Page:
Edward Hopper by Carol Troyen (2007)- A collection of nine essays on the life and art of one of the United States’ most celebrated painters. It includes over 100 paintings as examples. This is a massive book, printed on high-quality paper. Originally a companion to a large traveling Hopper exhibition, the result is the classic coffee table book. It’s the kind of book you can flip open to any page and make discoveries in both the images and words.
Here’s a book I chose almost entirely because I wanted to look at the pictures! Edward Hopper is a painter that has fascinated me from the first time I saw his iconic “Nighthawks”. As I slowly (oh, sooooo slowly) work my way into watercolor painting, it’s Hopper’s work that I keep circling back to. He worked in both oil and watercolor and created images that are American to their core. I feel a quick connection with his work. There are so many scenes that are familiar beyond my experience. They connect with our cultural mythology and history. At the same time, Hopper included the seamier side of America as well in
So when I saw this in my local library, I couldn’t resist. When I picked it up, I nearly changed my mind. The hardback version is heavy! But I lugged it up to the counter and brought it home with me.
As mentioned above, my primary interest was in the images of his work. One habit that watercolor painting has given me is looking at the colors in a painting. How do they create the image I’m viewing? In watercolor painting, you begin with the lightest colors and work toward the dark. That’s been a challenge for me. So look at the painting and think, “What went on first? Second? Third?” Then I look to see if there are clear lines between the layers or do they blend? That tells me about the techniques used. Then at the end, I go back to where I began. The overall image. What does it say to me? How do I react?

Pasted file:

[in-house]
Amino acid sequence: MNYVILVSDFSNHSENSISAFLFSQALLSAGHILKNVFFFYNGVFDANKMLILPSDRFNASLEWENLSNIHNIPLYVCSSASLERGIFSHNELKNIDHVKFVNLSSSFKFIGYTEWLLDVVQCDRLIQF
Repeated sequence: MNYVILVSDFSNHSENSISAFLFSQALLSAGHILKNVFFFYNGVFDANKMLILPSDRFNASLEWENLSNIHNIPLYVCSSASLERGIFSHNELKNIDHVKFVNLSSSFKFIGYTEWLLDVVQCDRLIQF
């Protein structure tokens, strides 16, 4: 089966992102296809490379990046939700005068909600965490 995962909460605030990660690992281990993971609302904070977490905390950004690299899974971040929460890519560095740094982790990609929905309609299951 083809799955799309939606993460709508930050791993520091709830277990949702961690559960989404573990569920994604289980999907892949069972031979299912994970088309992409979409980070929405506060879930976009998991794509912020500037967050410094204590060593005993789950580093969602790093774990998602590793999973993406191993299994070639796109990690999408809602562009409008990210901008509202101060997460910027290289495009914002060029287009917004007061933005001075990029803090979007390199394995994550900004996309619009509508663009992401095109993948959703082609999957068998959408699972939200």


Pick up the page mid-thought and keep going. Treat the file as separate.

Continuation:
Hopper is working as a realist in a time when more abstract forms, like Expressionism, are in vogue. He swims against the tide with images of everyday people doing everyday things. They sit, talk, read, or stare into the distance. He also depicted classically American buildings and architecture. From (much beloved by me) lighthouses to small-town streets and middle-class homes. It is an America I just missed, growing up in the suburban America of the ‘60s and ‘70s. But the images were iconic to me. Hopper provided the vision of the heartland that stood at the center of America’s sense of identity up to that time.
The images inevitably drew me to the words. When I saw a painting that spoke to me, I needed to know more. Troyen, a Curator Emerita at the Museum of Fine Arts Boston, takes the academic prose expected in such a book and makes it an easy read. She drew me into the life of the artist, including his struggles with creativity at the end of his career.
I came away with a deeper appreciation of the artist and a better understanding of the man behind that art. Stretching my reading list in new ways is also a benefit.
If you’re into Hopper I would think this is a must-read. If you only know him from “Nighthawks” or don’t know him at all, here are some images to ponder:
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